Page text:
High metal content found in Orrisa's mangroves hints at increasing pollution
bioaccumulation of metals in certain plants has attracted a lot of attention for monitoring of pollution. India too has seen new studies throwing up interesting research in the field.
During a recent study, traces of heavy metal have been found in the samples of five mangrove species in the Bhitarkanika mangrove region of Orissa state, off the east coast of India in the deltaic region of Brahamani and Baitarani rivers. The study, conducted by researchers from Tamil Nadu-based Annamalai University, is the first to examine metal concentration in mangroves of Orissa's east coast.
The researchers analysed leaves of five species -- Rhiophora mucronata, Brugiera cylindrical, Ceriops decandra, Avicencia offcinalis and Xylocarpus granatum -- over three different seasons, namely the pre-monsoon, monsoon and the post-monsoon. They even tested sediment samples from five mangrove sites.
The concentration of metals analysed was found significantly less in the leaves than in the sediment. "The concentration and accumulation of heavy metals in sediments is closely related to the frequency and duration of the tidal flood," says R K Sarangi, co-author of the study. He also notes that river pollution is another important cause of it. "As such there is no industrial belt around the study area or along the riverine system. But the rivers flow along areas like Sukinda, which are rich in minerals like zinc and iron. The minerals might be there in higher quantity in ambient water than the trace amount normally contained, and they must have flown down," he adds.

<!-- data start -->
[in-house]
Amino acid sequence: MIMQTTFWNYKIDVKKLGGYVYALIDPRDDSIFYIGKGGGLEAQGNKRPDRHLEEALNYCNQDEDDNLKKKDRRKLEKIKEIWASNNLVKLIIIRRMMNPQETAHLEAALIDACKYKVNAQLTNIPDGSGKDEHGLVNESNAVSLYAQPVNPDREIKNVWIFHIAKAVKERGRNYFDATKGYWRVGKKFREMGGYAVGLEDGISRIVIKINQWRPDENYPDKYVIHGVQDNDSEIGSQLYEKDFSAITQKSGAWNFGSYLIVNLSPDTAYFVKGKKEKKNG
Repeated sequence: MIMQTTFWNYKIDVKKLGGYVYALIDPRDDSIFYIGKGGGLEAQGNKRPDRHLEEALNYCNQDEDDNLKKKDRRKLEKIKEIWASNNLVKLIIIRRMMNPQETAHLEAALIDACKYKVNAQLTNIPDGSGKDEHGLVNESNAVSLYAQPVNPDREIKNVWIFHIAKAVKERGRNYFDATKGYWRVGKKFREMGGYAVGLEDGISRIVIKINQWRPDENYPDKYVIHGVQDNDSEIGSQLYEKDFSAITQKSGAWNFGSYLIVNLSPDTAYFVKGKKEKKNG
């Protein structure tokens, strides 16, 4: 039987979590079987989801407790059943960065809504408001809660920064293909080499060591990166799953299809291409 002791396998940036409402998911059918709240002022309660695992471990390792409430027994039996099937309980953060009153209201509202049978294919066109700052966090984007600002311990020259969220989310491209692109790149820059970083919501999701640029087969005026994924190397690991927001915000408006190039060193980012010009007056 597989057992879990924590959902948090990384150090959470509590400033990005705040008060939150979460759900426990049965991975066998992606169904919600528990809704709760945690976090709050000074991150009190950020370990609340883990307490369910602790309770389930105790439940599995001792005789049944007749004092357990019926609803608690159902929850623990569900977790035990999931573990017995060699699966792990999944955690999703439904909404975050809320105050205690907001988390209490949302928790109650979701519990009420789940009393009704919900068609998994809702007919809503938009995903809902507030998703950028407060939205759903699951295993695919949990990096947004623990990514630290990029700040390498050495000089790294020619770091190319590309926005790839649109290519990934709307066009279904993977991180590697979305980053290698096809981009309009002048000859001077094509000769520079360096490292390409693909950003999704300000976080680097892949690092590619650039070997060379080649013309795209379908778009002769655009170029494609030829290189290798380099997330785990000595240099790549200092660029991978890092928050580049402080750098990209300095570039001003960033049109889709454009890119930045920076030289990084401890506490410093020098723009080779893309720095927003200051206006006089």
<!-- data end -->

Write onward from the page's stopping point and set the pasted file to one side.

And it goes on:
The samples of leaves collected during the monsoon period were found to have higher level of heavy metal content than the ones collected during the pre-monsoon. The post-monsoon samples were found to contain the highest metallic concentrations, except in a few cases.
Within the five species also differences were recorded. This is natural as Avucennia officinalisis is known to accumulate more heavy metals as it excretes out salts and the rhizophoraceae family mangroves are known to have lesser metal content due to the salt-exclusion mechanism that is operative in the species.
Sarangi suggests that a long-term study for about two to three years done over varying time scales like monthly, seasonally, annually with respect to different biotic conditions could be a more systematic way of studying bioaccumulation in the mangroves as an indicator of pollution levels or any unwanted change in the ecosystem.
EATING THE MANGROVES
Monsoon increases manganese levels of mangrove sediments
|Mangrove species||Metallic composition of sediments (in ppm*)|
|Note: ppm-parts per milligramme
Source: Indian Journal of Marine Sciences, Vol 31, No 3, September 2002
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